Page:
Wednesday, 23 September 2015

No Such Thing as Bad Publicity? How Far is Too Far in Alcohol Advertising?

Neon signs set

The marketing of alcohol is the producer's key to the lock on your wallet or purse, the password to your bank account or the subconscious voice in your head which tells you 'You must have this! Go now and thrust your wages into the hand of the nearest off licence owner and rejoice in your choice!'

Companies will use all of their wily marketing skills to persuade you to take their product home, be it a catchy tune, an awesome slogan or a massive claim that an entire nation only drinks their beer (Castlemaine XXXX, stand up & take a bow...). 

However, as the race to become evermore standout and noticeable with promotion starts to become more and more competitive, there are some people who have taken advertising to a level which, to some, can be see to be as controversial as Jeremy Corbyn's choice of jumper.

A couple of weeks back, I was alerted to a bit of promotion by the craft beer company, Brewdog, which has caused a large amount of uproar among a lot of people. Brewdog are a company based in Ellon, Aberdeen and have a history of full-tilt advertising to make the hardiest of drinkers blush and the tabloid press go apoplectic in rage (they brew a 32% beer called Tactical Nuclear Penguin, and they also conducted a funeral for commercially produced beer in the middle of Stockholm when they opened a bar there), but this time it seems that they have pushed it a bit too far.**

Reported in The Scotsman at the start of the month, Brewdog have taken to the internet to advertise their crowdfunding projects, but have decided to push the buttons of many people by parodying transgender, prostitutes and homeless people under the guise of 'comic promotion'. Some people would say that its lighthearted, irreverent, taking the mick out of themselves. Other people see it as bad taste, harmful to public perception of those people in society and very 'anti-Punk' (their tagline for the crowdfunding is 'Equity for Punks'). 

By putting this out there, it's pretty evident that they sought a bit of a reaction, and as Oscar Wilde said a fair old while back 'there is only one thing in the world that is worse than being talked about, and that is not being talked about'. But is this really the best way to show the world the good stuff you produce? In my opinion, probably not...

Another advertising 'faux pas' was recently committed by a brand called Premier Estate Wines, a company that supplies wines to off licence chains and independent merchants. Promoting their Aussie wines through an online video, they did the classic thing of getting an attractive woman to talk longingly about the quality of their Australian Shiraz. Nothing too scandalous there.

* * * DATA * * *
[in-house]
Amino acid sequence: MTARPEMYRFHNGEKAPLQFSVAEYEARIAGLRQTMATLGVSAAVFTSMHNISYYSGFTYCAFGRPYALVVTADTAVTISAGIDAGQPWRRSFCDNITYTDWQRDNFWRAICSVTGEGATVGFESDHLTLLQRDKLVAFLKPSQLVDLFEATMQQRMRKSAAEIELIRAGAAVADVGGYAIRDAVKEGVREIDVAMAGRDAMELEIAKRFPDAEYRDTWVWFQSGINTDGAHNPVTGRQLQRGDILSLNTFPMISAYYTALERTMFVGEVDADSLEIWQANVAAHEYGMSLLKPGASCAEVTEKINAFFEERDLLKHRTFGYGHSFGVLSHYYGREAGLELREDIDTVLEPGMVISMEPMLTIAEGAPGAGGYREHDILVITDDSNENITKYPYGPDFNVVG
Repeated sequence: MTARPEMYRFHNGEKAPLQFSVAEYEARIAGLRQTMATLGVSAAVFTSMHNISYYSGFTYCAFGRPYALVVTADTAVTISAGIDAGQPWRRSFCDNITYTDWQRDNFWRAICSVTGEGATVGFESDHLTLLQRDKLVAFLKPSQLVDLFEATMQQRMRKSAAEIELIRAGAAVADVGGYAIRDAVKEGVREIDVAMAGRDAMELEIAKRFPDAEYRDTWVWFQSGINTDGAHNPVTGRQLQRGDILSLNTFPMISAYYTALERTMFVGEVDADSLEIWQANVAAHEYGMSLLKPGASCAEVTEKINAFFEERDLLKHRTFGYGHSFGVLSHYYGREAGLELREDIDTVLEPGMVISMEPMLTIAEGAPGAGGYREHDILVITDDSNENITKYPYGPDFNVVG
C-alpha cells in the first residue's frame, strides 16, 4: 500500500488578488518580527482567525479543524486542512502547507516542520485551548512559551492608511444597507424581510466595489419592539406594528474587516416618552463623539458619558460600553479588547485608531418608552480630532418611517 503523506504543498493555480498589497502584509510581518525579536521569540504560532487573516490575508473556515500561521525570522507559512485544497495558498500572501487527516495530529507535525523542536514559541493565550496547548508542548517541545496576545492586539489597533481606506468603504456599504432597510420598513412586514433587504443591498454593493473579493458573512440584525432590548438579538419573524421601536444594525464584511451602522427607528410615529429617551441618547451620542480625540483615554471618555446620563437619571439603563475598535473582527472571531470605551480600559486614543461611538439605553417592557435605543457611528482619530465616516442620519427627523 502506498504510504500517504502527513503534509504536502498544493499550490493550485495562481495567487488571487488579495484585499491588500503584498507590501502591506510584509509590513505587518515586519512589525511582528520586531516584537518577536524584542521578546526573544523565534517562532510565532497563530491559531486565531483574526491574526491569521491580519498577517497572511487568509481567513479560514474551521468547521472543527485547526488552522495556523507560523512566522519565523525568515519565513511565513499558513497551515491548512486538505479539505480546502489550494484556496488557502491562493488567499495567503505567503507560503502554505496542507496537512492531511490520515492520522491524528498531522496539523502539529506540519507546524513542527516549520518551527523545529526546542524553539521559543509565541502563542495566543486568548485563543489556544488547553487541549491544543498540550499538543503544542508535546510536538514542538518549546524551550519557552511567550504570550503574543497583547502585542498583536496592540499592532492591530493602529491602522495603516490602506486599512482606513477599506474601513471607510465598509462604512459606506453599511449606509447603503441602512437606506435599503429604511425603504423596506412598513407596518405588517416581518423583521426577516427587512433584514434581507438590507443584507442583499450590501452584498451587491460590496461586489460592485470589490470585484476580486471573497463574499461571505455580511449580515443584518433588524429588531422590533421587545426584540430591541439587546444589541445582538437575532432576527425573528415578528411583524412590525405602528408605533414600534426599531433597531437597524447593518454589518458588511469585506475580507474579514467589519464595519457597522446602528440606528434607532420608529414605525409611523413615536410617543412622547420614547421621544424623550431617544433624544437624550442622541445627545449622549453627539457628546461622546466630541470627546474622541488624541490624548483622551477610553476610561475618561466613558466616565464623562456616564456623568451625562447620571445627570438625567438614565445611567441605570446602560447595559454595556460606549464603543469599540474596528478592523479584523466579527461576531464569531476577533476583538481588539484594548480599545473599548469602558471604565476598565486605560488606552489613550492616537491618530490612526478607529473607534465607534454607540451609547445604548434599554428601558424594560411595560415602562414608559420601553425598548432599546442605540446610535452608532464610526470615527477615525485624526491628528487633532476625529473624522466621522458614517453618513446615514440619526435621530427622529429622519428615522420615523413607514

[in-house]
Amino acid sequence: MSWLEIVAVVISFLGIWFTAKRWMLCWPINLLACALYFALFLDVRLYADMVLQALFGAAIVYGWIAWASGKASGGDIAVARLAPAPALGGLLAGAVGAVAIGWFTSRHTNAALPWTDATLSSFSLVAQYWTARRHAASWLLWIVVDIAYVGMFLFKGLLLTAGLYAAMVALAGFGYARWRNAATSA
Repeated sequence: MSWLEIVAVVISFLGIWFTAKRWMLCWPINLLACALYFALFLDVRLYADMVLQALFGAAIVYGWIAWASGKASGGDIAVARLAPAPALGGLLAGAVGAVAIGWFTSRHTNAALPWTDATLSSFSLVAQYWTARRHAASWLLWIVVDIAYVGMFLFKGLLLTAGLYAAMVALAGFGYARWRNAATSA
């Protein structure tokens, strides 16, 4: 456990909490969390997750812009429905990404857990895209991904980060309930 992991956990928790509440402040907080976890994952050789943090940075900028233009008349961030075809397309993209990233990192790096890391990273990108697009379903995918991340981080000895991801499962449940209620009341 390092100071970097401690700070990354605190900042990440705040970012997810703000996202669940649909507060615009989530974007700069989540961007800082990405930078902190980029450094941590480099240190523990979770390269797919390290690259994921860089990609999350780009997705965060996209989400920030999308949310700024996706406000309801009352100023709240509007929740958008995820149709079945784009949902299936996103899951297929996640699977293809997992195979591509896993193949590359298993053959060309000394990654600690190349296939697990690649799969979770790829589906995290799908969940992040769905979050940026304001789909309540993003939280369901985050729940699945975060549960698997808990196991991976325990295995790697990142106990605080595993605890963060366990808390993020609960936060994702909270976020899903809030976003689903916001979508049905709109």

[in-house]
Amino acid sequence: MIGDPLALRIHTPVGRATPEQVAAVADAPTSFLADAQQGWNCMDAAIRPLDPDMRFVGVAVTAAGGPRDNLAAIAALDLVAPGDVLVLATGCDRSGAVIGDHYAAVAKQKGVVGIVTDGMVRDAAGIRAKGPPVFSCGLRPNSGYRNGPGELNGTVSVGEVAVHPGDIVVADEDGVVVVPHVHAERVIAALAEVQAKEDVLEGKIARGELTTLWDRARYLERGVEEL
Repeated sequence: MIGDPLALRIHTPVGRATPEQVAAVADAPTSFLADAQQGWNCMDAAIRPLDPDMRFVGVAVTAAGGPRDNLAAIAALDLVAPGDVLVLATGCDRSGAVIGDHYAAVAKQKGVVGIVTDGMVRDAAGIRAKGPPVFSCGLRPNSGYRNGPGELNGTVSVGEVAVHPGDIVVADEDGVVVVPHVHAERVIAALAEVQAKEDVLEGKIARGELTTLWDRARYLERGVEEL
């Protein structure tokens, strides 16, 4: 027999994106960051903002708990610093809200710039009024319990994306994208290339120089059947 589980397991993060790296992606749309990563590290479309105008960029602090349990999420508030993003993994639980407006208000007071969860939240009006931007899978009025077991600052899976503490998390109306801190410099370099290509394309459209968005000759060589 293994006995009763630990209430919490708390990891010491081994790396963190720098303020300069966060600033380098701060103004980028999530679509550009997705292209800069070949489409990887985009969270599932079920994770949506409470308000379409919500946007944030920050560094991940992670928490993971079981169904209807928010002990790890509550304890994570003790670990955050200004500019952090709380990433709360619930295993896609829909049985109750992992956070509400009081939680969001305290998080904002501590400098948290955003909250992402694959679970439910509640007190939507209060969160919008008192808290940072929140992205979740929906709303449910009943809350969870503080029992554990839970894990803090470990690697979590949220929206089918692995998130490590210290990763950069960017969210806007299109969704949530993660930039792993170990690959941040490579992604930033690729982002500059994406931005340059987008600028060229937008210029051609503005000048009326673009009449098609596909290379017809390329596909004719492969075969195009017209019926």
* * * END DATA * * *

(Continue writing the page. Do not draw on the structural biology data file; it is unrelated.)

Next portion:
However, watch the video which showcases the liquid and you can see that maybe positioning the glass where it was and using their tagline of 'Taste the Bush' would raise a few eyebrows and rattle the cage of many a woman. Add to that the twitter campaign to win a case of wine by tweeting 'I want to #tastethebush' and you have a recipe for controversy. Using pretty women to coax people to buy things is pretty standard these days, but starting to sexualize a simple bottle of Shiraz and you are swimming in rougher waters.

A still from Brewdog's recent controversial video. Photo: YouTube
Sometimes, marketing teams can become blind to the message they are sending across when it comes to their advertising campaigns. Take Bud Light - a classic US beer that sends a message of a refreshing, light and all round popular beer for every person. It stands to reason that they want to embrace their fun-lovin' image by getting a slice of the social media pie and start their own hashtag campaign. So they did, and #upforwhatever was born. 

On its own, there were many things you could do with it to bring the brand to the public's attention. However, when they decided to position Bud Light as the beer "for removing the word No from your vocabulary for the night", and then plastered the tagline on the beer bottle, seemingly unwittingly promoting rape culture, you do wonder how the people responsible didn't foresee any problems. Cue uproar, social media outcries and grovelling apologies from the company.

Companies are always going to want to be seen as doing something different and wanting to push the envelope. It sets them apart and, most importantly, keeps them in the public eye. However, when they cross the boundaries and start to seemingly insult and objectify the people to whom they should be selling (sometimes in ways that it could be foreseen would court controversy) they risk alienating far more people than the group they are subjecting to 'banter'.

As famous marketeer Maya Angelou once said, "I've learned that people will forget what you've said, people will forget what you did, but people will never forget how you made them feel." It might be handy for a few brands to bear that in mind...

* These are my opinions and do not represent Vinspire as a whole.

** For balance, it's worth noting we've written lots of positive things about Brewdog before, and do actually like an awful lot of what they do.

What do you think? Feel free to comment on Twitter, Facebook or comment below!

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